Without Prejudice

The legal scope, of the “without prejudice” maxim, and as to when it can be challenged, including, the ambit of what is known as the ambit of the unambiguous impropriety exception.

These principles were clearly set out by Hoffmann J. in Forster v. Friedland (November 10, 1992, Court of Appeal transcript 1052).

It concerned a dispute about a contract for sale of a substantial shareholding in a quoted company, the claimant sought to put in evidence tape recordings of discussions, which he had had with the defendant. The defendant contended that they were inadmissible as without prejudice communications, but against that it was said that there was no real dispute as to whether a binding contract had been entered into. It was also said that the defendant was threatening to advance a defence, which he knew to be false and a sham. The judgment of Hoffmann L.J. covers both the general scope of the protection and the exception.

On the first point Hoffmann L.J. said:

“It seems to me, that there is no basis in authority or in principle for limiting the rule to negotiations aimed at resolving the legal issues between the parties. There must be many without prejudice negotiations, which do not address the issues at all. They are attempts to find an agreed solution, which will make it unnecessary for the issues to be debated either in negotiation or in court”.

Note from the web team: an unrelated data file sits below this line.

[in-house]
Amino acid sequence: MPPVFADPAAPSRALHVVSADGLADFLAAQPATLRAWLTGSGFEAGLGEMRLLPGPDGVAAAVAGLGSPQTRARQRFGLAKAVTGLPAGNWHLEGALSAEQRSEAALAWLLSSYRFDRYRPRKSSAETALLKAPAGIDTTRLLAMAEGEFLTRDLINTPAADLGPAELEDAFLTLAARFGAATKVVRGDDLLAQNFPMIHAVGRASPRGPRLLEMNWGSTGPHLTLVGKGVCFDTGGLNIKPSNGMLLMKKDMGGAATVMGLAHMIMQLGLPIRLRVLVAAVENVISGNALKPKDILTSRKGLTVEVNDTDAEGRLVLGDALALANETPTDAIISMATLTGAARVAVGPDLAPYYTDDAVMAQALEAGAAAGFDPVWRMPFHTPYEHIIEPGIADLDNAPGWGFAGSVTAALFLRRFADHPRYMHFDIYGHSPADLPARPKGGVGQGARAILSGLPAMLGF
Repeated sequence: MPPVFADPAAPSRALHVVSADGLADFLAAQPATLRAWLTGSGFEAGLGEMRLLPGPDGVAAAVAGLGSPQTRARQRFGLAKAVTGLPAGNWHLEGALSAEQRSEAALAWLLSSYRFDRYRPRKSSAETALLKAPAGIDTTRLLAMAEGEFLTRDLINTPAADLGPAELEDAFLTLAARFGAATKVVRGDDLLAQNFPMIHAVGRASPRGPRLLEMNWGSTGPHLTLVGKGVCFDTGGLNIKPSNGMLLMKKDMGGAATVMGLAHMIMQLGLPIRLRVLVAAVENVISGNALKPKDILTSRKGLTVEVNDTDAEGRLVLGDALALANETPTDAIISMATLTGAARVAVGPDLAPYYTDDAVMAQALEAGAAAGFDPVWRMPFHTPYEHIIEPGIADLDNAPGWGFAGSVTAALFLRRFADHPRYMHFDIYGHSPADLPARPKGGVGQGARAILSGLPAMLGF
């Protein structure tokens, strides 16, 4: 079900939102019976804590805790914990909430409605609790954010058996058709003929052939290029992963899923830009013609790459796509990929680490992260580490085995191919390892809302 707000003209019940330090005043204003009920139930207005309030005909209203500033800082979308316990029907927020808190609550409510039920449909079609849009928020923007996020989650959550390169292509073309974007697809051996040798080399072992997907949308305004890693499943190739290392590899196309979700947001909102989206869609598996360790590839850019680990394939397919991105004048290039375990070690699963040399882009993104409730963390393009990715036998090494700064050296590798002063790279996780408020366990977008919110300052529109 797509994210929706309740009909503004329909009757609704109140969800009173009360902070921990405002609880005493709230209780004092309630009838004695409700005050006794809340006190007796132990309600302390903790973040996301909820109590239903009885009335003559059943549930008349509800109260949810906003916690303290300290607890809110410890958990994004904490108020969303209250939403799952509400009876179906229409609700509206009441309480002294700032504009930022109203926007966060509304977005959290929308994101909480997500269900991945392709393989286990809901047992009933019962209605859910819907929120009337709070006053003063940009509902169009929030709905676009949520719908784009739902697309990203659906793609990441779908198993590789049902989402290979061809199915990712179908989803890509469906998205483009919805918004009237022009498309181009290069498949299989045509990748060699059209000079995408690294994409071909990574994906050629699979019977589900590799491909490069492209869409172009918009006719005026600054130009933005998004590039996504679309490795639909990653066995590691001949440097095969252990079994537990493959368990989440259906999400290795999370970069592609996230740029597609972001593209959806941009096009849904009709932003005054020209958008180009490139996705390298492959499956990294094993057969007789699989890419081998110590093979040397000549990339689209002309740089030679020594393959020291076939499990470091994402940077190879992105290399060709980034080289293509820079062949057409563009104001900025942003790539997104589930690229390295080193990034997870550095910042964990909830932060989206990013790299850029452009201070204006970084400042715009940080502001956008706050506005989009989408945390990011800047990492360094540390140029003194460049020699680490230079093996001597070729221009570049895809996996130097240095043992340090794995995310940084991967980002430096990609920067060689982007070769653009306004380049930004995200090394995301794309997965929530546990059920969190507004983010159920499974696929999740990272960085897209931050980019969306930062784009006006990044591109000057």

What is required is that negotiations must be genuinely aimed at settlement, that is, the avoidance of litigation. Provided that this criterion is met, the nature of the proposals put forward or the character of the arguments used to support them, are irrelevant. One party may ask another for more time, or a reduction in what he has to pay. In support of such a proposal he may urge the weakness of the plaintiff’s case or his own lack of money, or their friendly business relations in the past. The communication will be protected if there is an intention to speak without prejudice followed by a genuine proposal or genuine negotiations aimed at avoiding litigation.

The Without Prejudice maxim is designed to encourage parties to express themselves freely and without inhibition.

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